9. The City Police watched Kosminski for the 6 months between his return to his brother’s [sic] house (15 July 1890), and his removal back to the workhouse (4 February 1891).
                            10. Expenses would have been incurred over the identification, and the subsequent ‘watch’ on Kosminski'

                            Kosminski and the Seaside Home: Stewart Evans Copyright 1999.
                            That's a good summary. The main points I can think of against the ID having real meaning in this case (i.e. Koz was the ripper) are:
                            • Time between double event (Lawende sighting) and ID (almost 2 years) in conjunction with Lawende saying he wouldn't recognise the man again - seems unlikely the ID can be taken as anywhere conclusive. In a modern case, surely the defence would drive a large hole through this?
                            • Abberline thought Chapman was probably the ripper when he was arrested in 1902. The idea that a positive ID took place and the ripper's ID was known, and he didn't know about it, doesn't wash.
                            • Similarly, Reid rejects the idea the rippers ID was known
                            • The MM mentions Koz, but only as one of three possible suspects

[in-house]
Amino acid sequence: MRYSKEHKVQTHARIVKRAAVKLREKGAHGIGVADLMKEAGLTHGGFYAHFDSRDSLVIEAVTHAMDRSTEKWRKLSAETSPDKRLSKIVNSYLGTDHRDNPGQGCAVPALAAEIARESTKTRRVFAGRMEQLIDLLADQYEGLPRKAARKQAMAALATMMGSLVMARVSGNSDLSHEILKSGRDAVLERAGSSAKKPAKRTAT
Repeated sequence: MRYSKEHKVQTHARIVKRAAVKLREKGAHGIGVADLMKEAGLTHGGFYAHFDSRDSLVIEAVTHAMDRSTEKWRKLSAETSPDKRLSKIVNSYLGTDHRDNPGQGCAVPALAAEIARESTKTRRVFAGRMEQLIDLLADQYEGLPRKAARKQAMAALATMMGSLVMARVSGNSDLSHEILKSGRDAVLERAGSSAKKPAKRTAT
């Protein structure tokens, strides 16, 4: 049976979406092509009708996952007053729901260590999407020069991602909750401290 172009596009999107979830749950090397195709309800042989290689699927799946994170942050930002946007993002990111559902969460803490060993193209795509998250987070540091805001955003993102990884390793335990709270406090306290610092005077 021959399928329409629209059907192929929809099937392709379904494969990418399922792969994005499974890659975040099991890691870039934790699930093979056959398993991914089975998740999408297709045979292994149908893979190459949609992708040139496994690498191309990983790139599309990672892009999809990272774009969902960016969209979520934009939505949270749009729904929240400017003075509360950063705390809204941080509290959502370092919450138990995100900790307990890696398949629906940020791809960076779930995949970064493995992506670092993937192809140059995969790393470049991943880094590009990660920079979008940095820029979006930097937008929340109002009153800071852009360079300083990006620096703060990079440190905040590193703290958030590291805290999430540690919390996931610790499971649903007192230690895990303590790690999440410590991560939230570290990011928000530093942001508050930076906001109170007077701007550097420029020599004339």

Based on his mistaken beliefs about the Mylett case, I think Anderson was one of those people who was probably very reluctant to alter his view once decided. I think he just believed what he wanted to, as per Mylett.

                            Comment


                            • Originally posted by Sunny Delight View Post

                              'From all the known evidence, the witness used for the identification must be Lawende. Indeed, he was used a week after Kosminski was committed to Colney hatch Asylum, in an attempt to identify James Thomas Sadler (arrested in connection with the Frances Coles’ murder) as the ‘Ripper.’ Only Lawende satisfactorily fills the bill as the witness.
                              Now the great mystery in all this is the alleged identification of Kosminski, by the witness, at the Seaside Home. How are all the apparent anomalies and contradictions thus presented addressed? There are some patent, and understandable, errors in the writings of the various police officers. They may be summed up as follows: -[LIST=1][*], "He was (and I believe still is) detained in a lunatic asylum about March 1889."[*]Macnaghten, "This individual in appearance strongly resembled the individual seen by the City PC near Mitre Square."[*]Anderson, "I will only add that when the individual whom we suspected was caged in an asylum, the only person who had ever had a good view of the murderer at once identified him…"
                              Hi Sunny,